Robyn Devine donated, gave away, or otherwise sold every book on her “two huge book cases” and now owns 20 books.
Elaborating how she let go of books, the kicker for me is in the following:
It started with the realization that I was not so much attached to the stories and words themselves, but the physical books sitting on the shelves. Once I had that realization, I began to let go of some of my books, and moved slowly towards a more minimalist reading collection.
I’m halfway through that process. I began stacking books in a box last month — books I haven’t read in over a year, books I’ll never read again, books that were important to me once but not now, books that were mass marketed and still published and available in libraries. I have about 100 books to go, including numerous graduate school texts on public administration that I rarely peruse.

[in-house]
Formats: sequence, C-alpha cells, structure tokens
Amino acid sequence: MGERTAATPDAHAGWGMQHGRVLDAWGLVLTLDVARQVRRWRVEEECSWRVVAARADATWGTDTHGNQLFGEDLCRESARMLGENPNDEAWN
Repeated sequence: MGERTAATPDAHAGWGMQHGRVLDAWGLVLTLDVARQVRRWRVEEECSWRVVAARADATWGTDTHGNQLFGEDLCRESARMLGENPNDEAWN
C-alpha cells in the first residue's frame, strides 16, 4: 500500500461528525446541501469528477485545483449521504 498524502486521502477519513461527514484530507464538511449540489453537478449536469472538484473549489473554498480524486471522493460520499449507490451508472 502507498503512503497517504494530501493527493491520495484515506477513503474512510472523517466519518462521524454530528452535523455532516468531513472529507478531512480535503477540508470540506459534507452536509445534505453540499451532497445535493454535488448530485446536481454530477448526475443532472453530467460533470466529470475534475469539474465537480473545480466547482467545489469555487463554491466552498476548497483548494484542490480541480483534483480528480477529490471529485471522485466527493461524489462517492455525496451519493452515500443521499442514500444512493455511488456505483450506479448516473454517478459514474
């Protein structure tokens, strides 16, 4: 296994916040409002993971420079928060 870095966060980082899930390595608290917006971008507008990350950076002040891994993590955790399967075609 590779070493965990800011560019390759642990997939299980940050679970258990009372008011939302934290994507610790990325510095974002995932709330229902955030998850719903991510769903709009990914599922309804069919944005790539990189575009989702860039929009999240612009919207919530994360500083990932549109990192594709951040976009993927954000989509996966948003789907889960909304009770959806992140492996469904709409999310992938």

The same is true of clothes and other materialistic possessions. We habitually hold onto things because of an intrinsic belief — but closer inspection proves our connection to the thing is extrinsic.
Holding onto a t-shirt because you like the design but you never wear it is not a reason to keep it. Creating a LinkedIn profile but never updating it is a good reason for deleting your account.
Perhaps it is time for you to downsize, downgrade, or otherwise let go and be happy.
Inspired by this video, 31-year-old couple Tammy Strobel and Logan Smith downsized their California home to a 400-square-foot studio and can’t imagine living anywhere else.
“The idea that you need to go bigger to be happy is false,” she says. “I really believe that the acquisition of material goods doesn’t bring about happiness.”
Next step for me is to make this blog uncopyrightable.